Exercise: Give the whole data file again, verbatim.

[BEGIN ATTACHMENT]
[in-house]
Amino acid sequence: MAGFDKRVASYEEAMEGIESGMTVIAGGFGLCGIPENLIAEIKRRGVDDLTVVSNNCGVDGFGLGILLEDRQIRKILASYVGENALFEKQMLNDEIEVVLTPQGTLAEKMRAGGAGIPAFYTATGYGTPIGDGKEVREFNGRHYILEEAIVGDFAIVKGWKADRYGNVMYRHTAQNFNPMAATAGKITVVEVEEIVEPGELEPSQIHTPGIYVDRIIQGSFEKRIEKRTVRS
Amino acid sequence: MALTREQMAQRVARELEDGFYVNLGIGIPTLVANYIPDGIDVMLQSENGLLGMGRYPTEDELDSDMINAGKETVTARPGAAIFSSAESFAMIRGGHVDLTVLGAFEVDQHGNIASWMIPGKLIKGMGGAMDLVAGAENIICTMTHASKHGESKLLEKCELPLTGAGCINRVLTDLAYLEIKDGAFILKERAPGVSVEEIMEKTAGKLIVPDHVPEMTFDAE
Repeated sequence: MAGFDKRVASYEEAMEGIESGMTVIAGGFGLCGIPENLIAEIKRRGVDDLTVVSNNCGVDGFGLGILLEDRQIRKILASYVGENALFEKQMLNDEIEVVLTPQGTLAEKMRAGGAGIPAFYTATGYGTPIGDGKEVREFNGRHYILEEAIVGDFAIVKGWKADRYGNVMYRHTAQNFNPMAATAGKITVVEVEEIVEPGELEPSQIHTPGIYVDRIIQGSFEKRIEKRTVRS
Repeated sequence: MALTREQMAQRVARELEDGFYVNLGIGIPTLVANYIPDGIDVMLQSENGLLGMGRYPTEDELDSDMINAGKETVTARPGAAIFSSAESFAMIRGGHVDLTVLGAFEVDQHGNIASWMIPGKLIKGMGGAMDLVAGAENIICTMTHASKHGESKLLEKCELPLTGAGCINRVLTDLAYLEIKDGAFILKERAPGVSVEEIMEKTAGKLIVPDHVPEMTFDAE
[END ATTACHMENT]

[in-house]
Amino acid sequence: MAGFDKRVASYEEAMEGIESGMTVIAGGFGLCGIPENLIAEIKRRGVDDLTVVSNNCGVDGFGLGILLEDRQIRKILASYVGENALFEKQMLNDEIEVVLTPQGTLAEKMRAGGAGIPAFYTATGYGTPIGDGKEVREFNGRHYILEEAIVGDFAIVKGWKADRYGNVMYRHTAQNFNPMAATAGKITVVEVEEIVEPGELEPSQIHTPGIYVDRIIQGSFEKRIEKRTVRS
Amino acid sequence: MALTREQMAQRVARELEDGFYVNLGIGIPTLVANYIPDGIDVMLQSENGLLGMGRYPTEDELDSDMINAGKETVTARPGAAIFSSAESFAMIRGGHVDLTVLGAFEVDQHGNIASWMIPGKLIKGMGGAMDLVAGAENIICTMTHASKHGESKLLEKCELPLTGAGCINRVLTDLAYLEIKDGAFILKERAPGVSVEEIMEKTAGKLIVPDHVPEMTFDAE
Repeated sequence: MAGFDKRVASYEEAMEGIESGMTVIAGGFGLCGIPENLIAEIKRRGVDDLTVVSNNCGVDGFGLGILLEDRQIRKILASYVGENALFEKQMLNDEIEVVLTPQGTLAEKMRAGGAGIPAFYTATGYGTPIGDGKEVREFNGRHYILEEAIVGDFAIVKGWKADRYGNVMYRHTAQNFNPMAATAGKITVVEVEEIVEPGELEPSQIHTPGIYVDRIIQGSFEKRIEKRTVRS
Repeated sequence: MALTREQMAQRVARELEDGFYVNLGIGIPTLVANYIPDGIDVMLQSENGLLGMGRYPTEDELDSDMINAGKETVTARPGAAIFSSAESFAMIRGGHVDLTVLGAFEVDQHGNIASWMIPGKLIKGMGGAMDLVAGAENIICTMTHASKHGESKLLEKCELPLTGAGCINRVLTDLAYLEIKDGAFILKERAPGVSVEEIMEKTAGKLIVPDHVPEMTFDAE